Are your marketing communications directly connected to your organization’s strategic plan?
In my work with nonprofit leaders and communicators, we often need to start by returning to the basics. I ask for a copy of their organization’s strategic plan to connect the current project with overarching priorities. Sometimes the strategic plan is readily available, sometimes it takes some digging, and sometimes it “exists in someone’s head.” Very often, it has not been referred to in a long time.
Strategic alignment can get lost amidst the pressure to “produce” and keep up with internal and external demands. For example, the COVID-19 pandemic has pushed many communicators into relentless reactive and production mode. For more than a decade before that, working in communications has meant keeping up with constantly changing tools, channels, platforms, and technologies. After years of innovating, experimenting and adapting, your messaging and communications might have become disconnected from an overarching plan.Are your nonprofit’s communications strategically aligned? Reasons to rely on your organization's strategic plan Click To Tweet
Nonprofit communications as a strategic function
A consistent focus on strategic alignment is precisely what many nonprofit communicators need. Constantly being in reactive mode is exhausting. Starting creative projects from scratch each time is exhausting. These pressures are alleviated when you have a guide and framework for making individual marketing communications decisions.
Your primary framework should be your organization’s strategic plan because it holds information about your organization’s priorities, key stakeholder groups and desired outcomes. Your strategic plan will help you prioritize, determine specific goals, work toward them, and measure and evaluate success. The information in your strategic plan will also help you determine what not to do.
In addition to your strategic plan (and if you don’t have one), you might be able to tap into departmental plans such as fundraising, advocacy, research, program, and other plans that operationalize strategic priorities. What does your organization have in place to guide your current projects?
Use existing strategies and frameworks to guide communications planning and decision-making
When starting a new marketing communications project, strategic alignment can be as simple as asking yourself (and your colleagues) questions like:
- Why is this tactic important?
- Why now?
- What are we trying to achieve?
- What strategic priority does this tactic support?
When I pose these fundamental questions to the nonprofit communicators and leaders I work with, the answers don’t always come easily. However, their organizations usually have forgotten or underused frameworks that hold the answers. Here are a couple of examples from recent website content strategy projects:
Framework example 1: Strategic plan + fundraising strategy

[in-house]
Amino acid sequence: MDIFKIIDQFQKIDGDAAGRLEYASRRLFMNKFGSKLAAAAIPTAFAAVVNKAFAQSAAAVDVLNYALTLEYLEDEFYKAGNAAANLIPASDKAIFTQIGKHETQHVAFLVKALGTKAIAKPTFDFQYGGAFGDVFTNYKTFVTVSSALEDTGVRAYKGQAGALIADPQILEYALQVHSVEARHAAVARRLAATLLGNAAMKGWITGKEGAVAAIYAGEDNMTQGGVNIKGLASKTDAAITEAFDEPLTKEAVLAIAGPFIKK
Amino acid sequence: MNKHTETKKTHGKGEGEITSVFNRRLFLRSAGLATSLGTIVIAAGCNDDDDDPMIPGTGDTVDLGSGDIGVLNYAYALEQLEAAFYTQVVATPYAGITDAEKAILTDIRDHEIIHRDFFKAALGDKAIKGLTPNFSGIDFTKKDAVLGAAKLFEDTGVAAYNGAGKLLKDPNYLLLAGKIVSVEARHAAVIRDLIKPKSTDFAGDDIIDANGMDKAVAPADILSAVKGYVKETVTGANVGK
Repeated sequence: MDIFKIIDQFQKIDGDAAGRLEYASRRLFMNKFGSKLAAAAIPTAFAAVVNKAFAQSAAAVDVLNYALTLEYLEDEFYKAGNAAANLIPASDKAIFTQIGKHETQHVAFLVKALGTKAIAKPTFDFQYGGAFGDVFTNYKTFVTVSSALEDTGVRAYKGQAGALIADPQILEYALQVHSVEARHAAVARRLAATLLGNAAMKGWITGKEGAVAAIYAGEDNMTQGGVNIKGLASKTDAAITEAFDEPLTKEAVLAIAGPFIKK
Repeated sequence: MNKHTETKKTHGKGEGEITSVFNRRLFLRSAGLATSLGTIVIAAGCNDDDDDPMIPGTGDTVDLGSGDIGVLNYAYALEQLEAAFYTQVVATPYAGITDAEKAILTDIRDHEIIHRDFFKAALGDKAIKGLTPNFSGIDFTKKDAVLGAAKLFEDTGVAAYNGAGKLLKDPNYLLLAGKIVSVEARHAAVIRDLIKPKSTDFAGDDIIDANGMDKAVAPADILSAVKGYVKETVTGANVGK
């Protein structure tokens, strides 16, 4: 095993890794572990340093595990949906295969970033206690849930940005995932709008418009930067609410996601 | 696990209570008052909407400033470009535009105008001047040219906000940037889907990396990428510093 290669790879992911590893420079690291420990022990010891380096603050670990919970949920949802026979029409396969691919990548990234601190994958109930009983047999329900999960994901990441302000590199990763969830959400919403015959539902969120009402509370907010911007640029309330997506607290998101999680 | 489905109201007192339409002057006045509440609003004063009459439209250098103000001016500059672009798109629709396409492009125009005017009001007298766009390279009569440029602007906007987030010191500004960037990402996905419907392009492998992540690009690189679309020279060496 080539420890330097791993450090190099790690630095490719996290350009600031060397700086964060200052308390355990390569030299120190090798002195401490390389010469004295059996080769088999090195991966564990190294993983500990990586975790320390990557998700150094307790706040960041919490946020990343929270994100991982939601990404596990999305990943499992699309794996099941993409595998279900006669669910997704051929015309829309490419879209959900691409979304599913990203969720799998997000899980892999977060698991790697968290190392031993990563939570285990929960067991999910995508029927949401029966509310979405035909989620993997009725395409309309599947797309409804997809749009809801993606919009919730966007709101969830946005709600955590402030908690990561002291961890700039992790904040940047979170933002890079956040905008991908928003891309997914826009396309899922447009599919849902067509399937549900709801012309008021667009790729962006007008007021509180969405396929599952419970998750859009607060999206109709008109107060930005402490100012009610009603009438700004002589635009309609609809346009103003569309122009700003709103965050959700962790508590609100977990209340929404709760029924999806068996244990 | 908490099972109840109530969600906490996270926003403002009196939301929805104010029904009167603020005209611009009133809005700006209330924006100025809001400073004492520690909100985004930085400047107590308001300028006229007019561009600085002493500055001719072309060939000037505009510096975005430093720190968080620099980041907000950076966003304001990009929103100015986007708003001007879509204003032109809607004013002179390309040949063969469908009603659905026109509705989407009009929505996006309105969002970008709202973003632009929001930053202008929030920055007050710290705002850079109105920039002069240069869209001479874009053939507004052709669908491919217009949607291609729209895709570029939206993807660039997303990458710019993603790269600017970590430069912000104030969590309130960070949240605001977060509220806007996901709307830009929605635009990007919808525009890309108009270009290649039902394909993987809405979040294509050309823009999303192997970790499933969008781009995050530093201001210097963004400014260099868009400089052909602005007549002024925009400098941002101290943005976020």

I recently worked with a fundraising team within a large, complex organization (with a large, complex website) to improve their website content. As we explored how to balance the wishes of multiple fund development team members — representing individual giving, major gifts, capital campaigns, and events — each person was advocating for a piece of website “real estate” and their personal website content wishes.
We discovered that the organization’s strategic plan and fundraising strategy already held the answers we needed because they laid out priority stakeholder groups and approaches for the next few years. We used both strategies to clarify the role of the website in supporting fundraising and guide our website decisions.
Framework example 2: Advocacy priorities
In another case, I was helping to plan website content for a much smaller, very nimble grassroots organization that operates without a strategic plan. Their website was old, updates had been made on an ad hoc basis over many years, and they needed a new site that showcased their impressive work and impact.
Though this organization doesn’t have a strategic plan, its work is aligned around a few key, long-term advocacy priorities that have been in place for several years. We used these documented priorities (and a few others around membership and fundraising) to make decisions about website content prominence, hierarchy and gaps to fill.
Do you need to return to strategic alignment?
If you’ve let strategic alignment slip, you are certainly not alone — but return to it to ensure that communications is a strategic function at your nonprofit organization.
If you have a strategic plan, are you using it? If it’s “collecting dust,” why is that? If relevant and valuable frameworks have been underused or forgotten, dust them off and use them as planning and decision guides. If you need help, I highly recommend Nathalie Noël’s post on the Nonprofit MarCommunity blog: How to create communications objectives from nonprofit strategic goals. In the post, Nathalie walks through the steps of creating a communications plan that is an extension of your organization’s strategic plan.
Using your strategic plan as a framework and guide will position communications as the strategic function it should be. You will alleviate pressure in your communications planning and decision-making. You’ll move communications away from being a tactic-delivery department and wisely use valuable time and resources. And you’ll enjoy the confidence that comes from knowing that your efforts directly link to and support your organization’s priorities.Use the strategies and frameworks you already have to alleviate pressure in your communications planning and decision making. #NPMC Click To Tweet